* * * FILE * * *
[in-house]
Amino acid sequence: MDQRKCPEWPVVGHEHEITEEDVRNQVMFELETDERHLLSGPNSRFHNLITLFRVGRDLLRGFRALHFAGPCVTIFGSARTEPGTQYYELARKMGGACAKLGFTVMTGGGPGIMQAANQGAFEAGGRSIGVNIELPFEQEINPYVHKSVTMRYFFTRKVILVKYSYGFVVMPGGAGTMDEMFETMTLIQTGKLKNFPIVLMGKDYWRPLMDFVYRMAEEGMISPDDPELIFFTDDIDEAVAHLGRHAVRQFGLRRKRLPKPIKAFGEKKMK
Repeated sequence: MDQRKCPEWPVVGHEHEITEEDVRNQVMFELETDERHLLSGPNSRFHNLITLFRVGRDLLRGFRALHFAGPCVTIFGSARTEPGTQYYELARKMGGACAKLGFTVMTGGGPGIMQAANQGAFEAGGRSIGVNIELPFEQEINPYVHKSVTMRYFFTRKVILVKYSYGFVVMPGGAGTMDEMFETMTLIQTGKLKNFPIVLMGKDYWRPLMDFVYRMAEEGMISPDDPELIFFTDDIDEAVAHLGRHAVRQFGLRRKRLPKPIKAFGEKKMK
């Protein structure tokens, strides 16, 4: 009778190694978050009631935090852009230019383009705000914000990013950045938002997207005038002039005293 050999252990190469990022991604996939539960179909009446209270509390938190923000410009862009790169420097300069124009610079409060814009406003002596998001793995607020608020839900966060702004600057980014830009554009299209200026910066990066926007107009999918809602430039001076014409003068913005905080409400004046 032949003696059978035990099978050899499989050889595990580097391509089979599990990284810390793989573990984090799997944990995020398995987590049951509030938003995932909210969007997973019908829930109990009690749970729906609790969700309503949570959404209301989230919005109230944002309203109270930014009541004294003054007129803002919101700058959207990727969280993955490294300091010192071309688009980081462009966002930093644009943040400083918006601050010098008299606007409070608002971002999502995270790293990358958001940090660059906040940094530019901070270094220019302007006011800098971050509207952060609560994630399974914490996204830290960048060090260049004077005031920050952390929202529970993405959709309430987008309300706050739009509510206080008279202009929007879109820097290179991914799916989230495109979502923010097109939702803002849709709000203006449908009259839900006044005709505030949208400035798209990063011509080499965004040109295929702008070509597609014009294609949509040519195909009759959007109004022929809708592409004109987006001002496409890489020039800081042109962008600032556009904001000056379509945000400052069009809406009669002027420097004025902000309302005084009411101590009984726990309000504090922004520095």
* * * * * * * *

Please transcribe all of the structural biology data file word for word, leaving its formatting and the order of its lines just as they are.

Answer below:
[in-house]
Amino acid sequence: MDQRKCPEWPVVGHEHEITEEDVRNQVMFELETDERHLLSGPNSRFHNLITLFRVGRDLLRGFRALHFAGPCVTIFGSARTEPGTQYYELARKMGGACAKLGFTVMTGGGPGIMQAANQGAFEAGGRSIGVNIELPFEQEINPYVHKSVTMRYFFTRKVILVKYSYGFVVMPGGAGTMDEMFETMTLIQTGKLKNFPIVLMGKDYWRPLMDFVYRMAEEGMISPDDPELIFFTDDIDEAVAHLGRHAVRQFGLRRKRLPKPIKAFGEKKMK
Repeated sequence: MDQRKCPEWPVVGHEHEITEEDVRNQVMFELETDERHLLSGPNSRFHNLITLFRVGRDLLRGFRALHFAGPCVTIFGSARTEPGTQYYELARKMGGACAKLGFTVMTGGGPGIMQAANQGAFEAGGRSIGVNIELPFEQEINPYVHKSVTMRYFFTRKVILVKYSYGFVVMPGGAGTMDEMFETMTLIQTGKLKNFPIVLMGKDYWRPLMDFVYRMAEEGMISPDDPELIFFTDDIDEAVAHLGRHAVRQFGLRRKRLPKPIKAFGEKKMK
């Protein structure tokens, strides 16, 4: 009778190694978050009631935090852009230019383009705000914000990013950045938002997207005038002039005293 050999252990190469990022991604996939539960179909009446209270509390938190923000410009862009790169420097300069124009610079409060814009406003002596998001793995607020608020839900966060702004600057980014830009554009299209200026910066990066926007107009999918809602430039001076014409003068913005905080409400004046 032949003696059978035990099978050899499989050889595990580097391509089979599990990284810390793989573990984090799997944990995020398995987590049951509030938003995932909210969007997973019908829930109990009690749970729906609790969700309503949570959404209301989230919005109230944002309203109270930014009541004294003054007129803002919101700058959207990727969280993955490294300091010192071309688009980081462009966002930093644009943040400083918006601050010098008299606007409070608002971002999502995270790293990358958001940090660059906040940094530019901070270094220019302007006011800098971050509207952060609560994630399974914490996204830290960048060090260049004077005031920050952390929202529970993405959709309430987008309300706050739009509510206080008279202009929007879109820097290179991914799916989230495109979502923010097109939702803002849709709000203006449908009259839900006044005709505030949208400035798209990063011509080499965004040109295929702008070509597609014009294609949509040519195909009759959007109004022929809708592409004109987006001002496409890489020039800081042109962008600032556009904001000056379509945000400052069009809406009669002027420097004025902000309302005084009411101590009984726990309000504090922004520095």